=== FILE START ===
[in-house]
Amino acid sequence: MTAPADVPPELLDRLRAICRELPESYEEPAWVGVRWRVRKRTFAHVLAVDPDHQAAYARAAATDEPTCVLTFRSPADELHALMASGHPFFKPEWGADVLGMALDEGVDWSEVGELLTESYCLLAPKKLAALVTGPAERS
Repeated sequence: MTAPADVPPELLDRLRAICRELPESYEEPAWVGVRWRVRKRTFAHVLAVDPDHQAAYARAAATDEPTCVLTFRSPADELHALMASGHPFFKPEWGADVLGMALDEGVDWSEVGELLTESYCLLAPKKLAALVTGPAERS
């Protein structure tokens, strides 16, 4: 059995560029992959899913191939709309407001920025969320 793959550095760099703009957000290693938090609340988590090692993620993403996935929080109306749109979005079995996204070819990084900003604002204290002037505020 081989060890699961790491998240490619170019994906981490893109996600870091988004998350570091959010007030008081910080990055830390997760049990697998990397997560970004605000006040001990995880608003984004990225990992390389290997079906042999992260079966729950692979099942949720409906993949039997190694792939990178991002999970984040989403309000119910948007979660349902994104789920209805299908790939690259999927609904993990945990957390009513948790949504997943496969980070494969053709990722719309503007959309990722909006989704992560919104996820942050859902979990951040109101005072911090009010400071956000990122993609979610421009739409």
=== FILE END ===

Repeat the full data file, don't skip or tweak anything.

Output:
[in-house]
Amino acid sequence: MTAPADVPPELLDRLRAICRELPESYEEPAWVGVRWRVRKRTFAHVLAVDPDHQAAYARAAATDEPTCVLTFRSPADELHALMASGHPFFKPEWGADVLGMALDEGVDWSEVGELLTESYCLLAPKKLAALVTGPAERS
Repeated sequence: MTAPADVPPELLDRLRAICRELPESYEEPAWVGVRWRVRKRTFAHVLAVDPDHQAAYARAAATDEPTCVLTFRSPADELHALMASGHPFFKPEWGADVLGMALDEGVDWSEVGELLTESYCLLAPKKLAALVTGPAERS
């Protein structure tokens, strides 16, 4: 059995560029992959899913191939709309407001920025969320 793959550095760099703009957000290693938090609340988590090692993620993403996935929080109306749109979005079995996204070819990084900003604002204290002037505020 081989060890699961790491998240490619170019994906981490893109996600870091988004998350570091959010007030008081910080990055830390997760049990697998990397997560970004605000006040001990995880608003984004990225990992390389290997079906042999992260079966729950692979099942949720409906993949039997190694792939990178991002999970984040989403309000119910948007979660349902994104789920209805299908790939690259999927609904993990945990957390009513948790949504997943496969980070494969053709990722719309503007959309990722909006989704992560919104996820942050859902979990951040109101005072911090009010400071956000990122993609979610421009739409």